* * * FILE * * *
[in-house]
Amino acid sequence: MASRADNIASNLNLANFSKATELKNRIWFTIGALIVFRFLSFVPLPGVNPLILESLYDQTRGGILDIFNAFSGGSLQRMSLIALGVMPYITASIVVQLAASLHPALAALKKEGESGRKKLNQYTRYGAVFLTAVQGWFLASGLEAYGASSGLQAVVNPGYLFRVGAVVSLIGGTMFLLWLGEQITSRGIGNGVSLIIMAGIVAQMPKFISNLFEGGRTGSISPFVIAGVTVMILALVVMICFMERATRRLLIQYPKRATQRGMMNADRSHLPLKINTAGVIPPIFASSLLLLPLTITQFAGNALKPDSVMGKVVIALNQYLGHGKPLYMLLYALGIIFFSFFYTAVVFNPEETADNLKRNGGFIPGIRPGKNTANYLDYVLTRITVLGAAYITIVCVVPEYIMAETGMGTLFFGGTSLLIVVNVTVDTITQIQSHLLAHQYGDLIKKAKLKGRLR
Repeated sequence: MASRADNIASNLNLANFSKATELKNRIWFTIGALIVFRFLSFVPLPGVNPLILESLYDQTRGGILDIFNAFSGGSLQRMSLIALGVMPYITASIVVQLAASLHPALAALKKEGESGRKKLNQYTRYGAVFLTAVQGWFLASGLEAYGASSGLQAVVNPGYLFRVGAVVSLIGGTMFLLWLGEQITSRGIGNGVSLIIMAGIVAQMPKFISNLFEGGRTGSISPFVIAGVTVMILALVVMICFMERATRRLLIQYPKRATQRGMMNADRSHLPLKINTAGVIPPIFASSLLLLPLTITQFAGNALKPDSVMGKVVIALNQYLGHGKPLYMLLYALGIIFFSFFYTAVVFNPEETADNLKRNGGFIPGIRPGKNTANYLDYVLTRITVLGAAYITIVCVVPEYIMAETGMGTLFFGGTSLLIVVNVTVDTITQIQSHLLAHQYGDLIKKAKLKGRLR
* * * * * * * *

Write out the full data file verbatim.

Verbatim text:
[in-house]
Amino acid sequence: MASRADNIASNLNLANFSKATELKNRIWFTIGALIVFRFLSFVPLPGVNPLILESLYDQTRGGILDIFNAFSGGSLQRMSLIALGVMPYITASIVVQLAASLHPALAALKKEGESGRKKLNQYTRYGAVFLTAVQGWFLASGLEAYGASSGLQAVVNPGYLFRVGAVVSLIGGTMFLLWLGEQITSRGIGNGVSLIIMAGIVAQMPKFISNLFEGGRTGSISPFVIAGVTVMILALVVMICFMERATRRLLIQYPKRATQRGMMNADRSHLPLKINTAGVIPPIFASSLLLLPLTITQFAGNALKPDSVMGKVVIALNQYLGHGKPLYMLLYALGIIFFSFFYTAVVFNPEETADNLKRNGGFIPGIRPGKNTANYLDYVLTRITVLGAAYITIVCVVPEYIMAETGMGTLFFGGTSLLIVVNVTVDTITQIQSHLLAHQYGDLIKKAKLKGRLR
Repeated sequence: MASRADNIASNLNLANFSKATELKNRIWFTIGALIVFRFLSFVPLPGVNPLILESLYDQTRGGILDIFNAFSGGSLQRMSLIALGVMPYITASIVVQLAASLHPALAALKKEGESGRKKLNQYTRYGAVFLTAVQGWFLASGLEAYGASSGLQAVVNPGYLFRVGAVVSLIGGTMFLLWLGEQITSRGIGNGVSLIIMAGIVAQMPKFISNLFEGGRTGSISPFVIAGVTVMILALVVMICFMERATRRLLIQYPKRATQRGMMNADRSHLPLKINTAGVIPPIFASSLLLLPLTITQFAGNALKPDSVMGKVVIALNQYLGHGKPLYMLLYALGIIFFSFFYTAVVFNPEETADNLKRNGGFIPGIRPGKNTANYLDYVLTRITVLGAAYITIVCVVPEYIMAETGMGTLFFGGTSLLIVVNVTVDTITQIQSHLLAHQYGDLIKKAKLKGRLR